As we gather together with loved ones-or not so loved ones-to give thanks, or express regret, perhaps it’s a good time to put things into perspective. A few days ago an acquaintance posted a cartoon to Facebook often used to lampoon those of us who are not open borders fetishists by predisposition. I’m referring, of course, to this gem. Although his position on immigration is utterly deplorable, as illustrated by this interview with the indomitable Mickey Kaus, I have to give credit to Nick Gillespie for his astute observations about the insipidity of editorial cartooning. The aforementioned cartoon, which I can only assume is attempting to depict interaction between the Wampanoag and early Plymouth settlers, is no exception.
Leaving aside the distinction between settlers and immigrants that is consciously overlooked by the cartoonist, there’s also the the not-so-subtle implication that unfettered immigration is to be welcomed because we, i.e. the descendents of European colonists, live in a country that used to be populated exclusively by indigenous Indian tribes. There are so many things wrong with this illogical notion that I don’t have time to enumerate all of its shortcomings in this entry, but let’s start with the bizarre premise that there was ever a time or period in modern society where the concept of sovereign territory didn’t exist. This is not only historically inaccurate-as the many protracted, sanguinary conflicts between Puritan colonists and American Indian tribes attest to-but also insidious. It is built upon the assumption that private property does not exist-which is what the open borders mentality is predicated upon, even among its ostensibly libertarian exponents-and that you are not entitled to your life and livelihood if any outsider, no matter how dubious his or her claims, wants to exploit it.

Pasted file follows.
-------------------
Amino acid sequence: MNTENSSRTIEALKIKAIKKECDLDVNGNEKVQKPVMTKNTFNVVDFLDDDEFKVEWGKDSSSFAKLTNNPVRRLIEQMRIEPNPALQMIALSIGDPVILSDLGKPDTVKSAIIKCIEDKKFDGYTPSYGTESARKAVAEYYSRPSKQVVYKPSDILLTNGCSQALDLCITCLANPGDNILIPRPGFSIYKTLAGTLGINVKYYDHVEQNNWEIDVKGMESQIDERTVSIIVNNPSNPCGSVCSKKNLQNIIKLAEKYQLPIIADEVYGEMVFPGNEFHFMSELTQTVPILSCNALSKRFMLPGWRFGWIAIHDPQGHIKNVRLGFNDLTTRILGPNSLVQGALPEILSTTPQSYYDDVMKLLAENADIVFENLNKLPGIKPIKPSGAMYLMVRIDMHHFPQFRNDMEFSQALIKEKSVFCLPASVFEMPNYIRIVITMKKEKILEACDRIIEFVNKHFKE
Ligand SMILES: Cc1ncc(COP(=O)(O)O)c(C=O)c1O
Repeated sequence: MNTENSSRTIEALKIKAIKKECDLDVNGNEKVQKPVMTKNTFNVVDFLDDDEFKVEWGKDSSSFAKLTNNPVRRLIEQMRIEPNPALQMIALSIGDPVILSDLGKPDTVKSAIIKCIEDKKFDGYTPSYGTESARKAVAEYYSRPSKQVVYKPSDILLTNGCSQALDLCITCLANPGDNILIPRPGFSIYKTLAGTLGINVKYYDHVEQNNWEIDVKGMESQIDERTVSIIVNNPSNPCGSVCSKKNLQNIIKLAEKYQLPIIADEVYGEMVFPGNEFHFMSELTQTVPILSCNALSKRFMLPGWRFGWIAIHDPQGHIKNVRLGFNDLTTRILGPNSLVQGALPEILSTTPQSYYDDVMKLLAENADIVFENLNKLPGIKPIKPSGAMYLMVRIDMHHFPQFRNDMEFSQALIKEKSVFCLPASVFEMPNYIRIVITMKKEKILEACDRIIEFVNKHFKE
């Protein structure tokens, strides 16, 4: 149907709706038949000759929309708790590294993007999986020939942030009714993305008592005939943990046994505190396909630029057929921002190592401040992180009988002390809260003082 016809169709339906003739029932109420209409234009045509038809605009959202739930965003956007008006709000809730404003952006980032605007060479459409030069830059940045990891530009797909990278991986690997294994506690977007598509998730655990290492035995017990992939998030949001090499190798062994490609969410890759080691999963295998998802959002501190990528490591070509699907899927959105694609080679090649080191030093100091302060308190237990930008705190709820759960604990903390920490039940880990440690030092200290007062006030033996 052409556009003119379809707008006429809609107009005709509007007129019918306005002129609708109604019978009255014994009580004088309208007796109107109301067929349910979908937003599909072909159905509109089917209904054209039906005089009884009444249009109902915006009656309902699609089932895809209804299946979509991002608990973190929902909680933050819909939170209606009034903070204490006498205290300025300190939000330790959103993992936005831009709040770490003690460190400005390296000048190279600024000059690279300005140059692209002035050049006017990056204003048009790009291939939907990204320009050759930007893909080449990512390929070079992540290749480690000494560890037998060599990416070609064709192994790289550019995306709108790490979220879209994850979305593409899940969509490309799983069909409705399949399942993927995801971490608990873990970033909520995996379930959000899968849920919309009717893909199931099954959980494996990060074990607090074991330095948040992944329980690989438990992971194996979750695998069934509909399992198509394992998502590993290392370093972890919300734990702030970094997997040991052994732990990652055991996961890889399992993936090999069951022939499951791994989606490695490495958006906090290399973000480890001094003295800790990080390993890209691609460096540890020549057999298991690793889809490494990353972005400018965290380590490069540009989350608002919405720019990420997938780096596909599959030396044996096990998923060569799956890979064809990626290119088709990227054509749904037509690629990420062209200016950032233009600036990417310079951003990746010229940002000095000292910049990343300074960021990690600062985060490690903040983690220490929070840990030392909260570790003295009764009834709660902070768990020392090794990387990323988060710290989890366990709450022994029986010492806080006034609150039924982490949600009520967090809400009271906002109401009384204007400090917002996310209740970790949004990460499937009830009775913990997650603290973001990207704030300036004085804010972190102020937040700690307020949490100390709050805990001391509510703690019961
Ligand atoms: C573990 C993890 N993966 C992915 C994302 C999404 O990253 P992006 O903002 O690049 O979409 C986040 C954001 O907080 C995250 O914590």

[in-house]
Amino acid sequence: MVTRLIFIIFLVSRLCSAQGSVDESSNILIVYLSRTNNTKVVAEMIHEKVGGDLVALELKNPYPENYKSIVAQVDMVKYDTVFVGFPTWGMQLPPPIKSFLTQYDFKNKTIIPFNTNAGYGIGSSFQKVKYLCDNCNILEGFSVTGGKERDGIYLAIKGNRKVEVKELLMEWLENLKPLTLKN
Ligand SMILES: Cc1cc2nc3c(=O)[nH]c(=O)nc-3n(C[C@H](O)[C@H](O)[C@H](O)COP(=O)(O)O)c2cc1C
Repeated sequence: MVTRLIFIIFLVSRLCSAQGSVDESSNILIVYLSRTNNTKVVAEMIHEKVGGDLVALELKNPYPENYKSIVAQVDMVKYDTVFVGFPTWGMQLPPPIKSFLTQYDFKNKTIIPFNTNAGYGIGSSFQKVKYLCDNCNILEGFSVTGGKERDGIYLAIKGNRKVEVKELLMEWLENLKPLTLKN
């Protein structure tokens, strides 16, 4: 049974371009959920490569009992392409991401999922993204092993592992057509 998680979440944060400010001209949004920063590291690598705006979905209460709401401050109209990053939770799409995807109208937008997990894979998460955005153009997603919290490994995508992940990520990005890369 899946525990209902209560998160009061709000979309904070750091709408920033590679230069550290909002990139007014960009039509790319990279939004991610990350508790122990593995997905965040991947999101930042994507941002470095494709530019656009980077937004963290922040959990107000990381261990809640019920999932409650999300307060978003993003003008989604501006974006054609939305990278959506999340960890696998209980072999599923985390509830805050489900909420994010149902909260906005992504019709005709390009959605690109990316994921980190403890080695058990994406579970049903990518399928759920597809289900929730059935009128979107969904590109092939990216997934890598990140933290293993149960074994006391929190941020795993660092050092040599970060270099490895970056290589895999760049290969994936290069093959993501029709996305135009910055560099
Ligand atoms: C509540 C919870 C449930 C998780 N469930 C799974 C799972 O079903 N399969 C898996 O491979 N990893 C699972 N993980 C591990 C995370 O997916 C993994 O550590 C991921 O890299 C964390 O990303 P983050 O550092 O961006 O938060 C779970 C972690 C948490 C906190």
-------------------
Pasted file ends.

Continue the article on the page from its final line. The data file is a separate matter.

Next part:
The logical end-point is the sacrifice of your life in order to placate some altruistic ideal, founded upon myths and misconceptions propounded by the open borders dogmatists. If you want to see where this fuzzy thinking leads, I suggest you look into a riveting documentary about the Wampanoag broadcast on the PBS series Independent Lens. In We Still Live Here, director Ann Makepeace traces the recovery of the Wampanoag language by a small group of tribespeople living in Southeastern Massachusetts. The fact that their language was extinct for over a century is attributable to the loss of their land, an elementary, ineluctable concept that open borders enthusiasts fail to or refuse to grasp. A concept that, however, is perfectly illustrated by this video, a cartoon short by the defunct cartoon series run on Current TV. I think it embodies the foolishness undergirding the open borders philosophy.